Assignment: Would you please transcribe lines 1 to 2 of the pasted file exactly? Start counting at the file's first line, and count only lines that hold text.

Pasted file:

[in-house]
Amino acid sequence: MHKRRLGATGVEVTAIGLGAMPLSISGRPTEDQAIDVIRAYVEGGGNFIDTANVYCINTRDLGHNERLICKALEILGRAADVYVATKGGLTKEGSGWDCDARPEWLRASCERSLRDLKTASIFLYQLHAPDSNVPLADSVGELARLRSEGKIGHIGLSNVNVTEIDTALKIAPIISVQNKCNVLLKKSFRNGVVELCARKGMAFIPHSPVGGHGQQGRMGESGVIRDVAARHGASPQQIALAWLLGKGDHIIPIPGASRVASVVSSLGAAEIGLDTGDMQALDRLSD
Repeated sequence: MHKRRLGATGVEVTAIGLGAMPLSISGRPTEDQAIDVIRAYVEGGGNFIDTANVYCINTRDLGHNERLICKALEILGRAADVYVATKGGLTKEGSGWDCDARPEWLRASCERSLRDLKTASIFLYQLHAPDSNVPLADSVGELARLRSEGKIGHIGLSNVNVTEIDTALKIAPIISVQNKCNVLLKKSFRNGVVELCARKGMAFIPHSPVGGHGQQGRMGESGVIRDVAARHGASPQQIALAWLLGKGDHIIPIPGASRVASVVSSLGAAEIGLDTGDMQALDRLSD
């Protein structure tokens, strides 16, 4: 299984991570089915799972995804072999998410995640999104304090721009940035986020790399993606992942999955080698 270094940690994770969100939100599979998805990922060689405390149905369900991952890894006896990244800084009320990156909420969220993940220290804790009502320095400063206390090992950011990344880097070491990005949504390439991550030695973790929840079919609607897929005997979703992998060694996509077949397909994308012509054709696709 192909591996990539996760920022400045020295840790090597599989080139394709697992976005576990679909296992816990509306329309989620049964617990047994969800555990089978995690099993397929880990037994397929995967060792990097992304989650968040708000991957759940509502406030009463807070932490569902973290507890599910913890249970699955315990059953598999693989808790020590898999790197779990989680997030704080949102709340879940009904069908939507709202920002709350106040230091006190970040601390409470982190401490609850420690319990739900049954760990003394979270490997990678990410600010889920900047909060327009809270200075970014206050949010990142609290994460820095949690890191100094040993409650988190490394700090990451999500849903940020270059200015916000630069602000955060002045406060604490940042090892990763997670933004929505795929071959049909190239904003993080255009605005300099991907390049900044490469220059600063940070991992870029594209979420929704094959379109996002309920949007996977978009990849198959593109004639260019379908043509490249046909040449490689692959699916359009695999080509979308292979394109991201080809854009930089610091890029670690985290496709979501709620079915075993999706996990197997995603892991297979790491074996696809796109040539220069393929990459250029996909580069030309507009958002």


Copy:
[in-house]
Amino acid sequence: MHKRRLGATGVEVTAIGLGAMPLSISGRPTEDQAIDVIRAYVEGGGNFIDTANVYCINTRDLGHNERLICKALEILGRAADVYVATKGGLTKEGSGWDCDARPEWLRASCERSLRDLKTASIFLYQLHAPDSNVPLADSVGELARLRSEGKIGHIGLSNVNVTEIDTALKIAPIISVQNKCNVLLKKSFRNGVVELCARKGMAFIPHSPVGGHGQQGRMGESGVIRDVAARHGASPQQIALAWLLGKGDHIIPIPGASRVASVVSSLGAAEIGLDTGDMQALDRLSD